My friend Bec of Sweet and Sour Diabetes and I originally designed these conversations as a way to highlight the uniqueness of our experiences with type 1 diabetes, despite both being diagnosed just days apart with only a few years difference in age.
We’ve slacked off a bit with these conversations this year, but we did make up for it with some great conversation while taking in the breathtaking sights of the Parramatta river when we finally met up earlier this year. This is another amazing example of how diabetes has made my world a lot smaller.
Today, we’re back to dissect all things National Diabetes Week.
The theme of this year’s National Diabetes Week is ‘It’s About Time,’ focussing on knowing the signs and symptoms of both types of diabetes. Would you have benefitted from a greater awareness of the signs and symptoms of type 1 diabetes when you were diagnosed?
Frank: I presented to my doctor with all of the typical symptoms of type 1 diabetes – feeling tired, thirsty, going to the toilet a lot and a looking much thinner. In hindsight, it’s hard to believe that this doctor was unable to recognise any of these symptoms. He diagnosed me with a simple virus, ordering bed rest and lots of hot fluids. Three days later I wound up in hospital vomiting, panting and an extremely rapid heart rate.
Obviously nobody wants to wind up in hospital. Physically, I definitely would have benefitted had that doctor, or the people around me, known those 4 Ts of type 1 diabetes. Mentally, I’m not too sure how I would have handled that diagnosis had I been diagnosed in my doctor’s office. Initially, having type 1 diabetes was nothing compared to having all of those physical symptoms finally relieved.
Bec: It’s so easy for doctors to miss the signs, because they do mimic that of a virus. I agree, for me it would have been a much faster diagnosis if I knew the signs. I was chronically thirsty for such a long time, but I didn’t know that could be a sign of type 1. I delayed going to my doctor for so long that when I eventually got there my blood sugar was in the 40s.
Let’s talk about type 2 diabetes. What do you think people at risk of developing type 2 diabetes need to know?
Frank: As a guy, we tend to only go to the doctors when we’re dying. Overall, people tend to just soldier on when they’re unwell, rather than stopping to look after themselves and recover sooner (our workplaces and cultures could do a lot more to support self care). Furthermore, it’s a lot harder for people with type 2 because the onset is much slower and most will feel quite normal.
Honestly, I think anyone at risk of developing type 2 could minimise that risk by simply staying in touch with their healthcare professionals, maintaining their regular checkups and bloodwork. Just as you and I already do because we live with diabetes.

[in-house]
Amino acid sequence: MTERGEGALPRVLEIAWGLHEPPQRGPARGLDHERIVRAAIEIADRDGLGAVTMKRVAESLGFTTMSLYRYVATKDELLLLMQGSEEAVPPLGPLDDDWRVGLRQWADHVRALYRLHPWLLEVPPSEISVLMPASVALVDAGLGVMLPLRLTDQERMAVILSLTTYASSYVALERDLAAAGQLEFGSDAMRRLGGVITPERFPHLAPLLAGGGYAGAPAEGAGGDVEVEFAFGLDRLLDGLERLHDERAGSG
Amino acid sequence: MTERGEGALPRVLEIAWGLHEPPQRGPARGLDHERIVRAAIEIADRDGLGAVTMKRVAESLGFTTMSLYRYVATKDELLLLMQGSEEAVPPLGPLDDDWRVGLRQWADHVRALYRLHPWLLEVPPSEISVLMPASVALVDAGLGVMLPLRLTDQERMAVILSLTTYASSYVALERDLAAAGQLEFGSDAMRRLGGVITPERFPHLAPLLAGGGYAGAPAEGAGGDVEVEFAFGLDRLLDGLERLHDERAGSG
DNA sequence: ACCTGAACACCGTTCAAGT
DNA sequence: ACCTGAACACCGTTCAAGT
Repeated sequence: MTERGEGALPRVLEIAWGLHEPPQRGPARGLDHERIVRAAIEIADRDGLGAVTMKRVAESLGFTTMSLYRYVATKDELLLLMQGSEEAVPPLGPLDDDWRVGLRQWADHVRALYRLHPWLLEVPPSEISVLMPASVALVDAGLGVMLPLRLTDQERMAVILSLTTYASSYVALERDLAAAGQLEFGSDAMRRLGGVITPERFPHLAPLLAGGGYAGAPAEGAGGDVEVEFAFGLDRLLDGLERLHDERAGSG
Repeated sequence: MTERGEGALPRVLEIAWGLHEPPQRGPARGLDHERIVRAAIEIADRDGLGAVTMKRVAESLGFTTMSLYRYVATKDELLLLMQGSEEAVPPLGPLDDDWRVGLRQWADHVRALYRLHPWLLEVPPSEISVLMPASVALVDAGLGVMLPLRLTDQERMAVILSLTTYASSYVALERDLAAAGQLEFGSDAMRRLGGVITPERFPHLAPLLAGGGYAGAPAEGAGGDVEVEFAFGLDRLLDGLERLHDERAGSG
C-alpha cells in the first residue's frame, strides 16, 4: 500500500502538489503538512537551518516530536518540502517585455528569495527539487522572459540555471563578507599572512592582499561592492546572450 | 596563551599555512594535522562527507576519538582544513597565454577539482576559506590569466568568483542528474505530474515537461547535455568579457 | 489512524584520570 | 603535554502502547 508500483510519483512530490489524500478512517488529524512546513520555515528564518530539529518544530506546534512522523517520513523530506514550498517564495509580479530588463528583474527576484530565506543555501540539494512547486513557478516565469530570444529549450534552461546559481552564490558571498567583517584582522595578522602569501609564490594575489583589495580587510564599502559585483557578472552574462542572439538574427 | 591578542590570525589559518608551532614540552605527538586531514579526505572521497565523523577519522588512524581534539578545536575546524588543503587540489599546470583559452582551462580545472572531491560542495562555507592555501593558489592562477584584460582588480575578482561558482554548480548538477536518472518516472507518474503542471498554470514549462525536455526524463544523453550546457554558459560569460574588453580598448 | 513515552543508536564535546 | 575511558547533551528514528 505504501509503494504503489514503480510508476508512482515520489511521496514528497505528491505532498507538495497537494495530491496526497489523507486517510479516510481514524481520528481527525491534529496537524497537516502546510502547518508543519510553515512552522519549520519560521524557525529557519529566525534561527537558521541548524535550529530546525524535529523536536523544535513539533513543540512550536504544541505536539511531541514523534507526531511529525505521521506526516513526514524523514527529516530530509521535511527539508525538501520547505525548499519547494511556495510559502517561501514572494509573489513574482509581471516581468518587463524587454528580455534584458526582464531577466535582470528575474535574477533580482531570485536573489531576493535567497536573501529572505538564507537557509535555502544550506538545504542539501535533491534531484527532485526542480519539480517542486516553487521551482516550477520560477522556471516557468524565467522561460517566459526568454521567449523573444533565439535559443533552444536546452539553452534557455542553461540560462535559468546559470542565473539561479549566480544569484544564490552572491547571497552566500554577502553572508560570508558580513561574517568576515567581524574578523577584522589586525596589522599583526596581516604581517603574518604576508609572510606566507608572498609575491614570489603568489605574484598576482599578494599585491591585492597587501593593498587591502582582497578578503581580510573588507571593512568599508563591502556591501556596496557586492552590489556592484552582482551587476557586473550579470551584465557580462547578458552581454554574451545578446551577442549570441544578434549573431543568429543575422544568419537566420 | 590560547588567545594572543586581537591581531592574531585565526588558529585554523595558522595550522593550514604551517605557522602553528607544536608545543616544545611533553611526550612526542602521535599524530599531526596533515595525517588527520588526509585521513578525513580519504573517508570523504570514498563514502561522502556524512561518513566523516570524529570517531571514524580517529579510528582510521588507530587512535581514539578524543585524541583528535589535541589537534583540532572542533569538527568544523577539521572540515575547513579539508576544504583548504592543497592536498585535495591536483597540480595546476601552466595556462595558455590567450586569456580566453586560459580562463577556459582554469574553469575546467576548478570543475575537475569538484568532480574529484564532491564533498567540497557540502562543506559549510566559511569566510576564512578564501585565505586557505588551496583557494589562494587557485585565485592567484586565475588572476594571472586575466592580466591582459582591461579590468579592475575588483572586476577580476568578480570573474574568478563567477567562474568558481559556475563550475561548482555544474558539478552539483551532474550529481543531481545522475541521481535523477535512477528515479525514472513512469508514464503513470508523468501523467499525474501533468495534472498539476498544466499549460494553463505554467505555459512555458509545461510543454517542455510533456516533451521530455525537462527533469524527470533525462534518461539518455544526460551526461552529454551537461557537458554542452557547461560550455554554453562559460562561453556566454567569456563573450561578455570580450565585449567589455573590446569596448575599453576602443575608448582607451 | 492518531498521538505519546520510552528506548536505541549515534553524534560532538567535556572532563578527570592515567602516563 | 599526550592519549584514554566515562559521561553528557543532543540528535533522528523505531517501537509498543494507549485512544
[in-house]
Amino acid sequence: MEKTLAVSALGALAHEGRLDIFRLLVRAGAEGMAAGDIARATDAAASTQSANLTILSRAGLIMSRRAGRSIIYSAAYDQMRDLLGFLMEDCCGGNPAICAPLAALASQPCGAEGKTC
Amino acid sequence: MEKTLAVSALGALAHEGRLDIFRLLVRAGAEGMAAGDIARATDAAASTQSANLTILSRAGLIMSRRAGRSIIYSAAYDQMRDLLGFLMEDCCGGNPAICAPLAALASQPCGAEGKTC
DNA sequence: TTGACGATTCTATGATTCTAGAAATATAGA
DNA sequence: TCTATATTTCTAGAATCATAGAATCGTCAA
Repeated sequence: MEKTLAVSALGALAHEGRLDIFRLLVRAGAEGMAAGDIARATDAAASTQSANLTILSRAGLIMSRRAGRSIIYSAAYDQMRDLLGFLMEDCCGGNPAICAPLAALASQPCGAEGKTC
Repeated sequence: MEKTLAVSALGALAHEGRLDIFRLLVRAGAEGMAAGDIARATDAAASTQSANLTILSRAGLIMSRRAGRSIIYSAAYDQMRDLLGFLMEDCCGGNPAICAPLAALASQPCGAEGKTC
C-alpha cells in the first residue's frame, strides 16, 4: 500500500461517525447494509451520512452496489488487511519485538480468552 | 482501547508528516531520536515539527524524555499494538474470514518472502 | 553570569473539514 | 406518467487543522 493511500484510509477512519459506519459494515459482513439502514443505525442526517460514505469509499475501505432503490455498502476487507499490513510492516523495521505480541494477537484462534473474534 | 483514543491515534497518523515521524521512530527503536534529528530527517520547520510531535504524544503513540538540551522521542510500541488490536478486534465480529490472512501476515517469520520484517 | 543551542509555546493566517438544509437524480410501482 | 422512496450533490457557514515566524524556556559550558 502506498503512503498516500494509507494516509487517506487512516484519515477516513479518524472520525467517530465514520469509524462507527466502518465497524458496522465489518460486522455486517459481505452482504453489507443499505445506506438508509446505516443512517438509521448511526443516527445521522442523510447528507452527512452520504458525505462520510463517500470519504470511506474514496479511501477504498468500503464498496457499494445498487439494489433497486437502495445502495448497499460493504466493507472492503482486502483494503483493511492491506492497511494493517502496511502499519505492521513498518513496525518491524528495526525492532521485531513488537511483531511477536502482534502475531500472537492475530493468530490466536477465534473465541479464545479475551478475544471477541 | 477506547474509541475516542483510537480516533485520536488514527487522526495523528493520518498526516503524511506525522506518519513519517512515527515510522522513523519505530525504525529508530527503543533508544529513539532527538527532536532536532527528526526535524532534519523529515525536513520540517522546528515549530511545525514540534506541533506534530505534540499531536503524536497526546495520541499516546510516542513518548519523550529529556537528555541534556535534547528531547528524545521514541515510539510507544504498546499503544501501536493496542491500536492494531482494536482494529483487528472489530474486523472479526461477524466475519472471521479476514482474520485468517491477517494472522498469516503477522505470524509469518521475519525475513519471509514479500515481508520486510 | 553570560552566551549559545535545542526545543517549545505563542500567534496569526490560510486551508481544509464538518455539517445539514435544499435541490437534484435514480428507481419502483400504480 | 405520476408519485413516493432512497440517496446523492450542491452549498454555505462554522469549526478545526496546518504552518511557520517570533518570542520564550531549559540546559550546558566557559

Bec: I completely agree there is a lot more we could be doing to prompt people to seek medical attention and take care of themselves. People with a known risk of developing Type 2 absolutely need to know the signs, and surround themselves with a good healthcare team as early as possible. This means they have support should the need arise.
I think there also needs to be more education on what Type 2 diabetes is. It’s not all their fault, and I think that assumption and misconception is what delays people seeking medical attention.
What do you think are some of the barriers to people being diagnosed with either forms of diabetes earlier?
Frank: Too many people don’t know the signs and symptoms of type 1 diabetes. Our stories both demonstrate that. It’s scary to still hear stories online of people dying from undiagnosed diabetes today.
I think a lot of people diagnosed with prediabetes or type 2 diabetes don’t have supportive healthcare professionals. Many people are sent home by the doctor being told to lose weight and exercise more, without being referred to an expert such as a Credentialled Diabetes Educator. People will often feel guilty, confused or even in denial while the condition progresses further.
Bec: Type 1 is completely unknown unless you have a personal link to it. I guess all we can do is share our stories to try and combat that. It takes time for diagnosis because we don’t know what we’re looking for, and Type 1 isn’t the first thing that pops into your head.
Type 2 again has so many misconceptions that it puts people off seeking help. Why go in when you’re just going to be told the same thing time and time again- eat well and exercise. There needs to be more support from health professionals, more awareness of the real nature of Type 2 and more compassion from everyone. No one chooses to get a chronic illness.